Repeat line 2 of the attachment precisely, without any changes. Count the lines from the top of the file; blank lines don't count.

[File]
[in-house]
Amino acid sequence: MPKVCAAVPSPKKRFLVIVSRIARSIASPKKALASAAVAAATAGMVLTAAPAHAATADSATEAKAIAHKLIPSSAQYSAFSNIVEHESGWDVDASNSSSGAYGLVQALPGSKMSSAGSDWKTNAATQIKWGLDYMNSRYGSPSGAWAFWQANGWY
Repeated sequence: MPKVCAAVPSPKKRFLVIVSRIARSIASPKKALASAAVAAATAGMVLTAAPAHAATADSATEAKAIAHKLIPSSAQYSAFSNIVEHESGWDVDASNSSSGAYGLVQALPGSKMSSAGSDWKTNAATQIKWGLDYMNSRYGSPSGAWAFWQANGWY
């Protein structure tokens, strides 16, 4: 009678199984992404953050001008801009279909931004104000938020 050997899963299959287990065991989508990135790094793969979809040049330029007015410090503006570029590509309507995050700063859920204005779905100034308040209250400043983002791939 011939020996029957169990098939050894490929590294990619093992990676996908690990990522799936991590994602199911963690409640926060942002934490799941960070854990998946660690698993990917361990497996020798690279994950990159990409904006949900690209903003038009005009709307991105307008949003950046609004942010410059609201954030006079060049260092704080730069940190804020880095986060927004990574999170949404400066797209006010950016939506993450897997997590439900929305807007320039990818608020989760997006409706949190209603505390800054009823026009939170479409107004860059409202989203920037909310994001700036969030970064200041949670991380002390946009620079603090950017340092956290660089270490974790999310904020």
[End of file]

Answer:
Amino acid sequence: MPKVCAAVPSPKKRFLVIVSRIARSIASPKKALASAAVAAATAGMVLTAAPAHAATADSATEAKAIAHKLIPSSAQYSAFSNIVEHESGWDVDASNSSSGAYGLVQALPGSKMSSAGSDWKTNAATQIKWGLDYMNSRYGSPSGAWAFWQANGWY